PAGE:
- Applying technologies that advance access to transportation for underrepresented communities
If you know of someone making a difference in one or more of these ways, help us share their achievement by nominating them as a White House Champion of Change today!
Nominations are due by Thursday March 27, 2014, and we've made it easy by offering you two ways to submit your nomination:
Download our Nomination Form, complete it, and email it email@example.com; or
- Use our handy online Nomination Form.
However you share your nomination, please let us hear from you. It's a great way to recognize someone making a difference in their community. And it's a great way of inspiring other problem-solvers and innovators to continue pursuing their work.
In his blog post yesterday, Secretary Foxx talked about the important quality of “good, old-fashioned American inventiveness.” Today, we’re asking you to help us shine a light on that quality, wherever you find it.
- Providing leadership in planning, design, and development of innovative transportation solutions that result in connected communities
- Posted byon March 14, 2014 at 10:57 AM EDT
Tomorrow evening, Jews in America, Israel and around the globe will celebrate Purim, a holiday known for costumes, carnivals and noisemakers. Even rabbis and synagogue presidents dress up for a playful re-telling of the holiday story during Purim spoofs called spiels. With all the fun of the holiday, it’s also important to remember Purim’s more serious underlying themes of persecution and survival in the face of the planned genocide of ancient Persia’s Jews. Based on events over 2,000 years ago, these themes resonate throughout the centuries and in today’s world as well. By speaking up and speaking out, justice will triumph over evil.
- Posted byon March 11, 2014 at 12:26 PM EDT
Ed. note: This blog is cross-posted from The U.S. Department of Commerce.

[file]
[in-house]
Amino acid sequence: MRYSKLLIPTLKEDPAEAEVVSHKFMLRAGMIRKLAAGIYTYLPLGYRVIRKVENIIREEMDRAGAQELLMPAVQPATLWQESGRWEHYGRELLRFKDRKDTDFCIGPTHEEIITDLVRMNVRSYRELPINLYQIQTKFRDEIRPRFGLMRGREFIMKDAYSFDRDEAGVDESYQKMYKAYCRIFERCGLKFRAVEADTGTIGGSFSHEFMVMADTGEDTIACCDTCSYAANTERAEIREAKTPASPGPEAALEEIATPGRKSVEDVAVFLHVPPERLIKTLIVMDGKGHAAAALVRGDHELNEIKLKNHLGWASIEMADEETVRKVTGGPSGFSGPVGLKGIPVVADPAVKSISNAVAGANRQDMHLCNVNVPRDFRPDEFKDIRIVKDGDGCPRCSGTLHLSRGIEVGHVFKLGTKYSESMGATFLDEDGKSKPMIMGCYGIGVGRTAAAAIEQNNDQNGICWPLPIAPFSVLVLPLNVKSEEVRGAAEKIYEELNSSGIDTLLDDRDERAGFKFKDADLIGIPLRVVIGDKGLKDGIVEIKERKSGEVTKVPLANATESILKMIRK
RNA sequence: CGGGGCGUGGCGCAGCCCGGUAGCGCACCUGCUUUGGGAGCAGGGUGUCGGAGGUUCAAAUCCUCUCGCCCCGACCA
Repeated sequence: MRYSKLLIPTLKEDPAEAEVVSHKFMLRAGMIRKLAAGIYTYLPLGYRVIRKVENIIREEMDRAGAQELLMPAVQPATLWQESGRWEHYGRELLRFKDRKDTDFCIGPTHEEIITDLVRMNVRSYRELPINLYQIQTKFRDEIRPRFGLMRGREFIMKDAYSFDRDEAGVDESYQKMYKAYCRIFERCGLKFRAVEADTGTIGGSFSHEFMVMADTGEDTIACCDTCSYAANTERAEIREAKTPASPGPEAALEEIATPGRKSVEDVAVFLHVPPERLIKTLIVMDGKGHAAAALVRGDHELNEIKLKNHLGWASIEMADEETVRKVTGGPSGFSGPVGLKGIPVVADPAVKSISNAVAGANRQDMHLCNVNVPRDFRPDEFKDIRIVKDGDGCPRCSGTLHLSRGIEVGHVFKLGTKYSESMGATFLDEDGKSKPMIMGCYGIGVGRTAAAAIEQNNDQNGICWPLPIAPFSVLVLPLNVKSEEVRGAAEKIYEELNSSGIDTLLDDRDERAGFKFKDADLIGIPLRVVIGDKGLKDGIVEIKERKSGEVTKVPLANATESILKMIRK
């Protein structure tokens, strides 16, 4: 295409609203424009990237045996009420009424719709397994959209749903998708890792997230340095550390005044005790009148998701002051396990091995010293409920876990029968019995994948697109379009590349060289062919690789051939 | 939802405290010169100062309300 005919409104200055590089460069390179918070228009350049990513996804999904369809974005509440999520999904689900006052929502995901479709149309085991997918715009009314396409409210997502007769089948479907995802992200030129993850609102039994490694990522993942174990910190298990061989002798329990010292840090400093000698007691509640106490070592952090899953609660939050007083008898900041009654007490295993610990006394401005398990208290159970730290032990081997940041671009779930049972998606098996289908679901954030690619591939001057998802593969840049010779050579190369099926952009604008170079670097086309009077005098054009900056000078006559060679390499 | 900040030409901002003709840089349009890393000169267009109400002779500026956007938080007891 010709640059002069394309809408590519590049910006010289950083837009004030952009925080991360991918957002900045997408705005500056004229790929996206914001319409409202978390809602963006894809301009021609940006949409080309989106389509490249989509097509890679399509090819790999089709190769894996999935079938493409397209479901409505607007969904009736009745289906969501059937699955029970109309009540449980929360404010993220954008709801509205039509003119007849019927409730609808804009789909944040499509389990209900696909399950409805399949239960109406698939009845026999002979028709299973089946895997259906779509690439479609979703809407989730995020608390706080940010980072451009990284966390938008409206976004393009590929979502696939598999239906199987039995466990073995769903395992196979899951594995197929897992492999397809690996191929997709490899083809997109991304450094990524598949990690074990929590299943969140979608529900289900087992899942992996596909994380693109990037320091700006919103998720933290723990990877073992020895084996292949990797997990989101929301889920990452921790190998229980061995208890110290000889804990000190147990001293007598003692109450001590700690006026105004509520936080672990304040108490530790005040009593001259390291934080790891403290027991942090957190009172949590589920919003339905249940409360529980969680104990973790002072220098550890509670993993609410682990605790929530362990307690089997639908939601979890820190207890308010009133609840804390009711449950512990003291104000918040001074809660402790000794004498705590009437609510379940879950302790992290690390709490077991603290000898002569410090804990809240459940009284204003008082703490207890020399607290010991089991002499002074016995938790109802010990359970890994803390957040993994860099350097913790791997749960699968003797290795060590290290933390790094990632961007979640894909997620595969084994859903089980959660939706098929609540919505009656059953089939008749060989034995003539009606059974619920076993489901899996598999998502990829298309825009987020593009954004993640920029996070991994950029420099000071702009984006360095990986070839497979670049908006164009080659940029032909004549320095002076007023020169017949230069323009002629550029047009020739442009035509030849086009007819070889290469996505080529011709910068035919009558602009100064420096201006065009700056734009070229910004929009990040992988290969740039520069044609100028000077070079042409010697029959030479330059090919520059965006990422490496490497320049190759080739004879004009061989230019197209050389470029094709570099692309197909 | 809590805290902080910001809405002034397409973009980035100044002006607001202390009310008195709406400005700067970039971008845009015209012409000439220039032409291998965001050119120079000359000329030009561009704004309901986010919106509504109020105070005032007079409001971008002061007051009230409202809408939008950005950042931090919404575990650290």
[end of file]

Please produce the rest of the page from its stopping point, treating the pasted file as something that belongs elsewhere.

Last week, I traveled to Anchorage for the annual economic summit hosted by the Southwest Alaska Municipal Conference, a non-profit regional economic development organization. The Southwest Alaska Municipal Conference is working to improve the quality of life and drive responsible development across the Alaska Peninsula, the Aleutian Islands, Bristol Bay, the Kodiak Archipelago and the Pribilof Islands.
Last week’s summit had a packed agenda, covering everything from energy conservation to sustainable fishing practices. One big topic of conversation was broadband and the power of high-speed Internet to open up economic, educational and social opportunities in some of the poorest, most isolated communities in our nation.
It’s no wonder that the Alaska state nickname is “The Last Frontier.” The state is more than double the size of Texas, with more than 3 million lakes, 34,000 miles of shoreline, and 29,000 square miles of ice fields. But with fewer than 750,000 residents, Alaska includes some of the most remote, sparsely populated pockets of the U.S. Many Alaska Natives reside in tiny villages with just a few hundred people and lead subsistence lifestyles.
Broadband offers these communities a way to connect with the wider world and access everything from online classes to healthcare services to job opportunities. It also offers Alaska Natives a way to preserve their indigenous culture for future generations and share it with a global audience.
- Posted byon March 10, 2014 at 1:09 PM EDT
Last week the White House Office of Public Engagement, along with the White House Initiative on Educational Excellence for African Americans, honored ten Champions of Change in honor of their achievements and contributions to exposing and accelerating Science, Technology, Engineering, and Math (STEM) opportunities for more African American youth and communities. Each of the Champions founded innovative ways to inspire interest and provide access for African American youth in STEM whether it’s through hackathons, technology programs for girls of color in underserved school districts, skill development summer programs or STEM enrichment programs for educators. They created opportunities based on their own personal experiences of what they never had growing up.